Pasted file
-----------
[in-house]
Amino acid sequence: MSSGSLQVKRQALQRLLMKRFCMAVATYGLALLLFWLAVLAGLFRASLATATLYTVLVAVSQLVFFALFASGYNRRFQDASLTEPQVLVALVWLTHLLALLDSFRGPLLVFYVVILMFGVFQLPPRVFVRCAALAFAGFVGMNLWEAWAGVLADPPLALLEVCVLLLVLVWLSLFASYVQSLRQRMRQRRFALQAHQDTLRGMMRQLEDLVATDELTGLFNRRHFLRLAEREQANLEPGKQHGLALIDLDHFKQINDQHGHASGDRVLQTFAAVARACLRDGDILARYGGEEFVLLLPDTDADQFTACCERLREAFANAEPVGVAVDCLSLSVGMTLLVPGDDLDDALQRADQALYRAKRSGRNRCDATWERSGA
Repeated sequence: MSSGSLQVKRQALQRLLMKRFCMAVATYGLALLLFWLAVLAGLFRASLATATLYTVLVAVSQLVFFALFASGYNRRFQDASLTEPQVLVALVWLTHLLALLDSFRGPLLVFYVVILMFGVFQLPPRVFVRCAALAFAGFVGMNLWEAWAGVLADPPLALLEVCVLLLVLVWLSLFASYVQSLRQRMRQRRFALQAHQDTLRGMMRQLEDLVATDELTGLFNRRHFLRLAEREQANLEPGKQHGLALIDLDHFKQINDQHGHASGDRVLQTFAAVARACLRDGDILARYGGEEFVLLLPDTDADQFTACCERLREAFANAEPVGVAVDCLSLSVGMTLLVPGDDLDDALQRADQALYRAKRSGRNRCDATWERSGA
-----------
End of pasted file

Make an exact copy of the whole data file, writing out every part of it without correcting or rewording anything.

[in-house]
Amino acid sequence: MSSGSLQVKRQALQRLLMKRFCMAVATYGLALLLFWLAVLAGLFRASLATATLYTVLVAVSQLVFFALFASGYNRRFQDASLTEPQVLVALVWLTHLLALLDSFRGPLLVFYVVILMFGVFQLPPRVFVRCAALAFAGFVGMNLWEAWAGVLADPPLALLEVCVLLLVLVWLSLFASYVQSLRQRMRQRRFALQAHQDTLRGMMRQLEDLVATDELTGLFNRRHFLRLAEREQANLEPGKQHGLALIDLDHFKQINDQHGHASGDRVLQTFAAVARACLRDGDILARYGGEEFVLLLPDTDADQFTACCERLREAFANAEPVGVAVDCLSLSVGMTLLVPGDDLDDALQRADQALYRAKRSGRNRCDATWERSGA
Repeated sequence: MSSGSLQVKRQALQRLLMKRFCMAVATYGLALLLFWLAVLAGLFRASLATATLYTVLVAVSQLVFFALFASGYNRRFQDASLTEPQVLVALVWLTHLLALLDSFRGPLLVFYVVILMFGVFQLPPRVFVRCAALAFAGFVGMNLWEAWAGVLADPPLALLEVCVLLLVLVWLSLFASYVQSLRQRMRQRRFALQAHQDTLRGMMRQLEDLVATDELTGLFNRRHFLRLAEREQANLEPGKQHGLALIDLDHFKQINDQHGHASGDRVLQTFAAVARACLRDGDILARYGGEEFVLLLPDTDADQFTACCERLREAFANAEPVGVAVDCLSLSVGMTLLVPGDDLDDALQRADQALYRAKRSGRNRCDATWERSGA